Gabriel García Márquez

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Gabriel García Márquez Biography

In Gabriel García Márquez’s world, truth and fiction are very relative terms. As part of the Latino artistic movement of magical realism, Márquez masterfully navigates between fantasy and reality. His lyrical writing is best revealed in One Hundred Years of Solitude, one of the most-read pieces of Spanish-language literature in history.

Chronicling a century in the life of a small town not so different from the one in which Márquez grew up, the epic novel captures the cyclical nature of time using a fluidly poetic style that would eventually earn him the Nobel Prize for Literature. Yet for all their fanciful constructions, Márquez’s novels also evoke the very real political and social concerns of some of the most turbulent years in Latin American history.

Facts and Trivia

  • Márquez was born and raised by his grandparents in Colombia. 
  • Early in his career, Márquez belonged to the Barranquilla Group, a loose association of Colombian writers and journalists whose mutual association spurred tremendous creative output.
  • Márquez’s colorful family was a rich source for his storytelling. The oral tradition that was part of his family life growing up manifests itself in some of the author’s best works, including the story “A Very Old Man With Enormous Wings.”
  • In 2007, Oprah Winfrey selected Márquez’s Love in the Time of Cholera for her book club shortly before the film version featuring Javier Bardem was released.
  • The highly political Márquez was a longtime friend of Cuban president Fidel Castro.
  • Márquez’s Chronicle of a Death Foretold—a dissection of a decades-old murder—was adapted into a stage musical by choreographer-director Graciela Daniele.
  • Due to his views on U.S. imperialism, Márquez was for a long time denied visas to visit the United States. However, President Bill Clinton lifted the ban, citing One Hundred Years of Solitude as one of his favorite novels. 


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Last Updated on May 5, 2015, by eNotes Editorial. Word Count: 2666

Article abstract: Nobel laureate García Márquez is one of the best-known and most admired writers of Latin American fiction. His mythic accounts—which reflect a vibrant blending of history, legends, and folktales—have been instrumental in bringing recognition to Latin American authors for their significant contribution to contemporary world literature.

Early Life

Gabriel José García Márquez was born on March 6, 1928, in Aracataca, a small Colombian village in the banana country coastal region. The eldest of twelve children of Luisa Santiaga Márquez Iguarán and Gabriel Eligio García, García Márquez was reared by maternal grandparents. He grew up in a huge house with an extended family of aunts and great aunts who, like his grandmother, were constant storytellers of local myth, superstition, and legend. His grandfather, a retired colonel, was the most important figure in García Márquez’s life. He filled the boy with tales of the civil wars of 1899-1903 and of past times, and young García Márquez himself developed a nostalgia for the way things used to be. Such childhood influences are reflected in García Márquez’s fiction—which abounds with old houses, ancient matriarchs, nostalgia, civil wars, colonels, and banana companies—and many of his works are set in Macondo, a fictional village with a strong resemblance to Aracataca.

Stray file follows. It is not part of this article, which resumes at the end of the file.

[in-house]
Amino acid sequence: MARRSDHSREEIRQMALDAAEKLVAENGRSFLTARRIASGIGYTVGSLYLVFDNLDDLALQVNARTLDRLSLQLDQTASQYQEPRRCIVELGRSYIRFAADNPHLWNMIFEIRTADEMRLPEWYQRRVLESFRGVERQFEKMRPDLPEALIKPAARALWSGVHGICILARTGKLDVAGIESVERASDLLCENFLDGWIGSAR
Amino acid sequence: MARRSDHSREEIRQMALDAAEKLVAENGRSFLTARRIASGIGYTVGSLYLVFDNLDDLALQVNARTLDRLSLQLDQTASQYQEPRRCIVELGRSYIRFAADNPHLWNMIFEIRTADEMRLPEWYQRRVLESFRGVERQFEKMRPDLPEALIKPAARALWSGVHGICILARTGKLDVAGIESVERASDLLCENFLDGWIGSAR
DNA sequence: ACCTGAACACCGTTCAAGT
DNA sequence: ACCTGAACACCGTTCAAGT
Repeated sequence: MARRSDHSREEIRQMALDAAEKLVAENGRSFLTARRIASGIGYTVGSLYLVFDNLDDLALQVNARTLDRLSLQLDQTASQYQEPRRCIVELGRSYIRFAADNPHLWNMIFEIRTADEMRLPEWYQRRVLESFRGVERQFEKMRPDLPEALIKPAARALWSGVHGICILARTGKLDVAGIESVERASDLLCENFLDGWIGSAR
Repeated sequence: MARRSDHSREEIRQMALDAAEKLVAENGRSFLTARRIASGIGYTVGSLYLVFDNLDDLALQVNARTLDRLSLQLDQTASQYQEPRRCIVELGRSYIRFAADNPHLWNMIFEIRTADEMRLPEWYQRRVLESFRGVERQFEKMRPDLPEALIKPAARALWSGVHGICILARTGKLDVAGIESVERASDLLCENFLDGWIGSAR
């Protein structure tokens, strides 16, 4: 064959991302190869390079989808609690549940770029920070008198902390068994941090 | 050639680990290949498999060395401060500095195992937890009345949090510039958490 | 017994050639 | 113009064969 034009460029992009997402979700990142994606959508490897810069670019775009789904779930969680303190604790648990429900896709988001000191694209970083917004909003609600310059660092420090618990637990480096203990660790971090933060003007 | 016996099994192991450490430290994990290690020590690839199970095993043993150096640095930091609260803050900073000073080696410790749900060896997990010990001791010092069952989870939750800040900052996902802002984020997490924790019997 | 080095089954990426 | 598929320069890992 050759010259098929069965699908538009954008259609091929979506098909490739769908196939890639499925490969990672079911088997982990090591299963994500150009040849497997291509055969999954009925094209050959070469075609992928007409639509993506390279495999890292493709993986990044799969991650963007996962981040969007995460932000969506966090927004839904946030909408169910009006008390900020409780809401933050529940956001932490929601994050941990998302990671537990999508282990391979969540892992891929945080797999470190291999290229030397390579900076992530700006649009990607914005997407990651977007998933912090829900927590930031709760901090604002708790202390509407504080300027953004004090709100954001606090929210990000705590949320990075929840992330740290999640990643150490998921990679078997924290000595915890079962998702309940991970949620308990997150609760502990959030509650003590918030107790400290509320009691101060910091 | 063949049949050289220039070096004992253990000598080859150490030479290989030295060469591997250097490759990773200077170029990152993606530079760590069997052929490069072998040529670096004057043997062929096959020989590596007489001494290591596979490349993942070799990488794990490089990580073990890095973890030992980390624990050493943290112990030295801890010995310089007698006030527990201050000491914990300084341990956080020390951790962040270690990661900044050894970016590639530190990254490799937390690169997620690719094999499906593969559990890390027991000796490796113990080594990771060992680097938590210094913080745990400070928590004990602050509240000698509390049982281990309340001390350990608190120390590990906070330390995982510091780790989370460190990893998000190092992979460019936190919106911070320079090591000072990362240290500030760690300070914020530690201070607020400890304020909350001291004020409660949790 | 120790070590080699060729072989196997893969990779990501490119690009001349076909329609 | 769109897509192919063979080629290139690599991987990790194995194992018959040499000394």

In 1936, his grandfather died, and García Márquez was sent first to school in Barranquilla, then to the National Secondary School in Zipaquirá. After graduation in 1946, he was enrolled in the National University of Colombia in Bogotá to study law. During this time, he also read poetry avidly and began to write short stories. In 1947, his first story, “La tercera resignación” (“The Third Resignation”), was published in the Bogotá newspaper El Espectador, and, during the next five years, he published many others therein. Though most were immature and hard to understand, these stories presaged the Surrealist quality of his later fiction.

In 1948, an assassination in Bogotá initiated a civil revolution in Colombia that politicized García Márquez’s writing and provided source material for his later works. When this strife also forced the closing of the National University, García Márquez continued his studies at the University of Cartagena, where he took up journalism. In 1950, he left the university and became a columnist for El Heraldo in Barranquilla, where he lived in poverty and spent considerable time with journalists and writers in local cafés and bookstores. Through these friends, with whom he read and discussed European and North American fiction, García Márquez first became acquainted with the works of the authors who have particularly influenced his writing: Ernest Hemingway, William Faulkner, Virginia Woolf, Franz Kafka, James Joyce, and Joseph Conrad.

Life’s Work

García Márquez’s literary development occurred concurrently with his career as a journalist. In 1954, he returned to Bogotá, where he worked for El Espectador and wrote short stories in his spare time. One of them, “Un día después del sábado” (“One Day After Saturday”), won for García Márquez a competition sponsored by the Association of Artists and Writers of Bogotá. In 1955, his first novel was published. La hojarasca (1955; Leaf Storm and Other Stories, 1972) presents life in the fictional town of Macondo from 1900 to 1930 and is generally considered to be his most Faulknerian novel. García Márquez also wrote his short fiction Isabel viendo llover en Macondo (1967; Monologue of Isabel Watching It Rain in Macondo, 1972) during this time as well as a true account of the shipwreck of a Colombian naval destroyer, which El Espectador published in fourteen installments without attribution. This story included material about illegal government activity and caused much controversy. Consequently, the editor of El Espectador thought it wise to send García Márquez abroad to Geneva, where he worked as a foreign correspondent and also studied filmwriting and directing. When the Colombian government eventually closed down El Espectador because of the shipwreck story, García Márquez stayed on in Europe, moving to Paris for several years of writing—and literally starving—in a garret. There, he wrote two political novels: La mala hora (1962; In Evil Hour, 1979) received the Colombian Esso Literary Prize in 1961, and El coronel no tiene quien le escriba (1961; No One Writes to the Colonel and Other Stories, 1968) has been highly praised for its precise style and psychological insights. Although García Márquez’s fiction did not attract significant attention outside literary circles until the publication of his masterpiece, Cien años de soledad (1967; One Hundred Years of Solitude, 1970), those who did know him recognized an extraordinary talent.